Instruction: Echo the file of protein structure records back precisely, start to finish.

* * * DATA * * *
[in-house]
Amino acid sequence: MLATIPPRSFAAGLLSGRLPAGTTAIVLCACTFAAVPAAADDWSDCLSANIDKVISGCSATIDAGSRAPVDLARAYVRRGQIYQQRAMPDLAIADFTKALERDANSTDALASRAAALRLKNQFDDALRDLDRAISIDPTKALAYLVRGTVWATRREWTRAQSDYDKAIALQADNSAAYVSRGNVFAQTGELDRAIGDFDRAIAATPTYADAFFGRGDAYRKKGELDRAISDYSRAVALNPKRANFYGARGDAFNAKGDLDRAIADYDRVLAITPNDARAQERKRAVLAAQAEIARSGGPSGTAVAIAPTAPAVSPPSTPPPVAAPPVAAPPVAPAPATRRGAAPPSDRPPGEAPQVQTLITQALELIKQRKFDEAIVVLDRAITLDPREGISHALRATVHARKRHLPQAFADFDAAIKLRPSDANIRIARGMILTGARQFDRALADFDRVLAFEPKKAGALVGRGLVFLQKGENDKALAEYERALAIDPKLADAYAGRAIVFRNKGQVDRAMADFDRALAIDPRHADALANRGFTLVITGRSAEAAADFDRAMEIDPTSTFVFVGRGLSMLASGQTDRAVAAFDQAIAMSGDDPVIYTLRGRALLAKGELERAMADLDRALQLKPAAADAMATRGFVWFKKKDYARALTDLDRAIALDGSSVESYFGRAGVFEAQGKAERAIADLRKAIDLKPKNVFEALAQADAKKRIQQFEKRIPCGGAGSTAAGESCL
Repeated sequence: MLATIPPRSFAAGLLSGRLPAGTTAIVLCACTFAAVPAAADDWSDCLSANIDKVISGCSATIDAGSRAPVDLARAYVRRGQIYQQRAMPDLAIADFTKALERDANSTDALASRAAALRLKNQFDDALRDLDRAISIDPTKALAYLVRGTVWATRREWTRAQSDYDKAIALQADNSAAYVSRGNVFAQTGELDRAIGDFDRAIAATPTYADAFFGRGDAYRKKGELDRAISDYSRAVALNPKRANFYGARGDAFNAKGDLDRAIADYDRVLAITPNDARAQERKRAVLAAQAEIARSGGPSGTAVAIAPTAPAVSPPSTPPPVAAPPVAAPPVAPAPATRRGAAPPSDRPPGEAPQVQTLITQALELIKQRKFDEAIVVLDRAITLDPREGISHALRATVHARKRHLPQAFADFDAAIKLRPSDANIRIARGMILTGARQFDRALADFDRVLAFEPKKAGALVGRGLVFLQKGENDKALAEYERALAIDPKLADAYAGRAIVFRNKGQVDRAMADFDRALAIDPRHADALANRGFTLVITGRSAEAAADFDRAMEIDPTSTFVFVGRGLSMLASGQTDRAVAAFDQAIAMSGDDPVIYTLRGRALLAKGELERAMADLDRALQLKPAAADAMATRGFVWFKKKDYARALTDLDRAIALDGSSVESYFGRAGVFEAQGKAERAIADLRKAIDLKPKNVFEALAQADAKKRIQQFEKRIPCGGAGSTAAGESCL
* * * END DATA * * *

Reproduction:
[in-house]
Amino acid sequence: MLATIPPRSFAAGLLSGRLPAGTTAIVLCACTFAAVPAAADDWSDCLSANIDKVISGCSATIDAGSRAPVDLARAYVRRGQIYQQRAMPDLAIADFTKALERDANSTDALASRAAALRLKNQFDDALRDLDRAISIDPTKALAYLVRGTVWATRREWTRAQSDYDKAIALQADNSAAYVSRGNVFAQTGELDRAIGDFDRAIAATPTYADAFFGRGDAYRKKGELDRAISDYSRAVALNPKRANFYGARGDAFNAKGDLDRAIADYDRVLAITPNDARAQERKRAVLAAQAEIARSGGPSGTAVAIAPTAPAVSPPSTPPPVAAPPVAAPPVAPAPATRRGAAPPSDRPPGEAPQVQTLITQALELIKQRKFDEAIVVLDRAITLDPREGISHALRATVHARKRHLPQAFADFDAAIKLRPSDANIRIARGMILTGARQFDRALADFDRVLAFEPKKAGALVGRGLVFLQKGENDKALAEYERALAIDPKLADAYAGRAIVFRNKGQVDRAMADFDRALAIDPRHADALANRGFTLVITGRSAEAAADFDRAMEIDPTSTFVFVGRGLSMLASGQTDRAVAAFDQAIAMSGDDPVIYTLRGRALLAKGELERAMADLDRALQLKPAAADAMATRGFVWFKKKDYARALTDLDRAIALDGSSVESYFGRAGVFEAQGKAERAIADLRKAIDLKPKNVFEALAQADAKKRIQQFEKRIPCGGAGSTAAGESCL
Repeated sequence: MLATIPPRSFAAGLLSGRLPAGTTAIVLCACTFAAVPAAADDWSDCLSANIDKVISGCSATIDAGSRAPVDLARAYVRRGQIYQQRAMPDLAIADFTKALERDANSTDALASRAAALRLKNQFDDALRDLDRAISIDPTKALAYLVRGTVWATRREWTRAQSDYDKAIALQADNSAAYVSRGNVFAQTGELDRAIGDFDRAIAATPTYADAFFGRGDAYRKKGELDRAISDYSRAVALNPKRANFYGARGDAFNAKGDLDRAIADYDRVLAITPNDARAQERKRAVLAAQAEIARSGGPSGTAVAIAPTAPAVSPPSTPPPVAAPPVAAPPVAPAPATRRGAAPPSDRPPGEAPQVQTLITQALELIKQRKFDEAIVVLDRAITLDPREGISHALRATVHARKRHLPQAFADFDAAIKLRPSDANIRIARGMILTGARQFDRALADFDRVLAFEPKKAGALVGRGLVFLQKGENDKALAEYERALAIDPKLADAYAGRAIVFRNKGQVDRAMADFDRALAIDPRHADALANRGFTLVITGRSAEAAADFDRAMEIDPTSTFVFVGRGLSMLASGQTDRAVAAFDQAIAMSGDDPVIYTLRGRALLAKGELERAMADLDRALQLKPAAADAMATRGFVWFKKKDYARALTDLDRAIALDGSSVESYFGRAGVFEAQGKAERAIADLRKAIDLKPKNVFEALAQADAKKRIQQFEKRIPCGGAGSTAAGESCL